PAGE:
COMMISSIONER JESSICA ROSENWORCEL
Commission Policies and Procedures Under Section 310(b)(4) of the Communications, MB Docket No. 13-50
Act of 1934, Foreign Investment in Broadcast Licensees
Like other segments of the communications industry, broadcasters are facing an increasingly
complex, multi-platform future. But unlike other segments of the communications industry, broadcasters
have faced unique funding constraints with respect to investment from foreign shores.
Today, the Commission remedies this anomaly. We begin by acknowledging that federal law
expressly permits foreign investment of up to 25 percent in the controlling parent of a broadcast licensee.
However, we make clear one of the less clear aspects of the law—that investment that exceeds this 25
percent benchmark is permissible, if the Commission determines that it is in the public interest.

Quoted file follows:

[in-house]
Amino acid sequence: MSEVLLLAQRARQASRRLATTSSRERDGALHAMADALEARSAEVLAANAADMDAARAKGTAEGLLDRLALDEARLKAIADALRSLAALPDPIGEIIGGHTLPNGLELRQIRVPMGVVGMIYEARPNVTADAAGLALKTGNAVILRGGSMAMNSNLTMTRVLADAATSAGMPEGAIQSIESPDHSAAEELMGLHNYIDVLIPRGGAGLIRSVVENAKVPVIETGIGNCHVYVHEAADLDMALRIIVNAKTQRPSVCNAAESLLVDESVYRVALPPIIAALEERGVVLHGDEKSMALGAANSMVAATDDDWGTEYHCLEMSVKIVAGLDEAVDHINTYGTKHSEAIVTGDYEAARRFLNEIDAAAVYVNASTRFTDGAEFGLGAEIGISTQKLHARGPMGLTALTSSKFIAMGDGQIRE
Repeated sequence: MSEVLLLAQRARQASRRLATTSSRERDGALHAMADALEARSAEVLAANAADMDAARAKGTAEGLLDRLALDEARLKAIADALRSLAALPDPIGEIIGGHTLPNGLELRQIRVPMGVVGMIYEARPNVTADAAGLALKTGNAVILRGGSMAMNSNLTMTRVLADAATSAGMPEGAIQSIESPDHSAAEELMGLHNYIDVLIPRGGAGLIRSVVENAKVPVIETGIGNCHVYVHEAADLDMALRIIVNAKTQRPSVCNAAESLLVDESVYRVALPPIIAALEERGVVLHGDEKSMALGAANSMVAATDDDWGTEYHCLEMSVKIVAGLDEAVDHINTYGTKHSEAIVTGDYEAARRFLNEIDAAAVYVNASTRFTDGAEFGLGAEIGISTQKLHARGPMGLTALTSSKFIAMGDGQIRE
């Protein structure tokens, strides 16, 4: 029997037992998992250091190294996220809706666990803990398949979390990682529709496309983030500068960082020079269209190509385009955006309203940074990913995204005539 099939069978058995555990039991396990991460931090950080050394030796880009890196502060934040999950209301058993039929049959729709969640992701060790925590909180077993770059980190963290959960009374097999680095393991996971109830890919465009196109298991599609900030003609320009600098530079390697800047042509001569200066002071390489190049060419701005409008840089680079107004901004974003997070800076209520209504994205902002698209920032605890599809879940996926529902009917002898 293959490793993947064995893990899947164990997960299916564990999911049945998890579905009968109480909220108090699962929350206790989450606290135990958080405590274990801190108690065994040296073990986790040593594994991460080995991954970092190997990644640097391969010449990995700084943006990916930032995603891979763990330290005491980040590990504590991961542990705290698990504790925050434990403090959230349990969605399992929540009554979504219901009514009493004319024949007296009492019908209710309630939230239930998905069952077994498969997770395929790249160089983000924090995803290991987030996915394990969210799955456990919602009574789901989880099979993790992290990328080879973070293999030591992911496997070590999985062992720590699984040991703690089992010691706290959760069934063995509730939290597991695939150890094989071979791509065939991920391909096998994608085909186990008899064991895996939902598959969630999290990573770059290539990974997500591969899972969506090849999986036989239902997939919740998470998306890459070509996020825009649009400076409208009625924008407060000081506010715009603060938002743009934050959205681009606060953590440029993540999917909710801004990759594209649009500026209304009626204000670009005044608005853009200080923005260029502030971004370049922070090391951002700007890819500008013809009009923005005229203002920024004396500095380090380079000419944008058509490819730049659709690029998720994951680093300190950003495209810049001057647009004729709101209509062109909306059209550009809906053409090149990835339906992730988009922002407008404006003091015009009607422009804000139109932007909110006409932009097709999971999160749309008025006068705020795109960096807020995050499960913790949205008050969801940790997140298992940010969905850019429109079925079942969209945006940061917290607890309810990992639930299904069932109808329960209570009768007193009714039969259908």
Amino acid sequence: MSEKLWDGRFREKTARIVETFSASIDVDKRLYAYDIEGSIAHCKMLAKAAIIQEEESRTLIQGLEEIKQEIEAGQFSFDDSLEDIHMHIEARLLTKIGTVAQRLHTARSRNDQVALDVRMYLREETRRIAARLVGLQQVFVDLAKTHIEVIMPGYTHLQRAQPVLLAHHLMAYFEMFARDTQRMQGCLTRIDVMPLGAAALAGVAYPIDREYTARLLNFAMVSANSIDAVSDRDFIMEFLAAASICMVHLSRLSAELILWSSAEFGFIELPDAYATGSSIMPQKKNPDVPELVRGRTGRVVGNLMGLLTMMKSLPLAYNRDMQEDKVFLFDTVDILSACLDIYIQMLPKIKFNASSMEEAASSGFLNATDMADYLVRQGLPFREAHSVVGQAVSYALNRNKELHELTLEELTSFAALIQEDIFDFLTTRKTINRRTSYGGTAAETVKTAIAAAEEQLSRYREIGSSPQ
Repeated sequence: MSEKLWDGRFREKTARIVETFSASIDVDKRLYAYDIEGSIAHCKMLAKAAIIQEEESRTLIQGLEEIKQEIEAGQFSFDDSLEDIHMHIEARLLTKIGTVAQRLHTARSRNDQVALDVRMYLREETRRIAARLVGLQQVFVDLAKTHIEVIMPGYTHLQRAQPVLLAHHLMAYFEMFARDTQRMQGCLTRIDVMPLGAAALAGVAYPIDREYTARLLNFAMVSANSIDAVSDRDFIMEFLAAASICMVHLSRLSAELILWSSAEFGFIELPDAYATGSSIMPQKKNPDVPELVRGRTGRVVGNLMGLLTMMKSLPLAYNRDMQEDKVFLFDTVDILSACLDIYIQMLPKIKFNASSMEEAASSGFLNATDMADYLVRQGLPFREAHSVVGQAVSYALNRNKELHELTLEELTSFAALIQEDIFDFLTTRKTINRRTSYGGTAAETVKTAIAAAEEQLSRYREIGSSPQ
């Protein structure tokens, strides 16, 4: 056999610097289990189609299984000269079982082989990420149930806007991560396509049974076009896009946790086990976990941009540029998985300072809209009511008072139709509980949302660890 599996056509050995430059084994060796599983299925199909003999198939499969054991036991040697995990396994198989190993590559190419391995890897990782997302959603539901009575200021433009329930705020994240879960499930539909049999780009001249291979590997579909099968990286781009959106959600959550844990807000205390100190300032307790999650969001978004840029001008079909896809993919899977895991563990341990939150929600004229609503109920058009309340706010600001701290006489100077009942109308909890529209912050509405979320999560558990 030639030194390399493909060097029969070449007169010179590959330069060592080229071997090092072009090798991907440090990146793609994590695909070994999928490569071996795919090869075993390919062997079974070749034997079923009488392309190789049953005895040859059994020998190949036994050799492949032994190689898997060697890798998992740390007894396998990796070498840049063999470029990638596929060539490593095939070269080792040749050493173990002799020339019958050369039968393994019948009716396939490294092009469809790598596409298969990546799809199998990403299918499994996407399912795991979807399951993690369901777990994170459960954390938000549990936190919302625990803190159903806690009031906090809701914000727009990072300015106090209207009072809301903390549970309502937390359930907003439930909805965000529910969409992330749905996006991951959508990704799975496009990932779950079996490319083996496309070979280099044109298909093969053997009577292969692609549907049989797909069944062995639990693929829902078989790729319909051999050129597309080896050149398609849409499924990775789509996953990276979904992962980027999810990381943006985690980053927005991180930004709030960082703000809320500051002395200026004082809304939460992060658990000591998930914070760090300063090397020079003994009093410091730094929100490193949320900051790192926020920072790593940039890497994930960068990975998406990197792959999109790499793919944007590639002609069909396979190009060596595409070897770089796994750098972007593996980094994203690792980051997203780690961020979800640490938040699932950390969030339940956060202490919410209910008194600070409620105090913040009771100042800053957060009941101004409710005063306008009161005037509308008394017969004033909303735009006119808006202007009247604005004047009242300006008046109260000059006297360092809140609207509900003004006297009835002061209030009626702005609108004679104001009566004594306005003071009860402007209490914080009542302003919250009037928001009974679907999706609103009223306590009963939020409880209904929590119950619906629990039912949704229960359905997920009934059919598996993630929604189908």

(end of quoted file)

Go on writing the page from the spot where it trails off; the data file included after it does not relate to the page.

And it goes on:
I believe that this is the right thing to do—for two fundamental reasons.
First, I believe our existing approach that treats this 25 percent threshold as an inflexible bar is
now a historical aberration. This was a policy long-ago designed to prevent foreign powers from
disrupting ship-to-shore governmental communications during warfare. But just as horses and bayonets
are not the tools of modern warfare, the cyber threats we face today are not especially well-guarded by
this prohibition. Moreover, as scores of civil rights groups have acknowledged, this historical anomaly
may have the effect of diminishing investment in small and minority-owned broadcasters.
Second, I believe the steps we take here are entirely consistent with national security objectives.
We grant no blanket waivers. We do not permit foreign entities to wholly or directly own broadcast
licenses. We will just review what comes before us on a case-by-case basis, consistent with the public
interest—and that includes appropriate deference to Executive Branch agencies with expertise in security
and trade matters. This is a modern and thoughtful approach. It has my full support.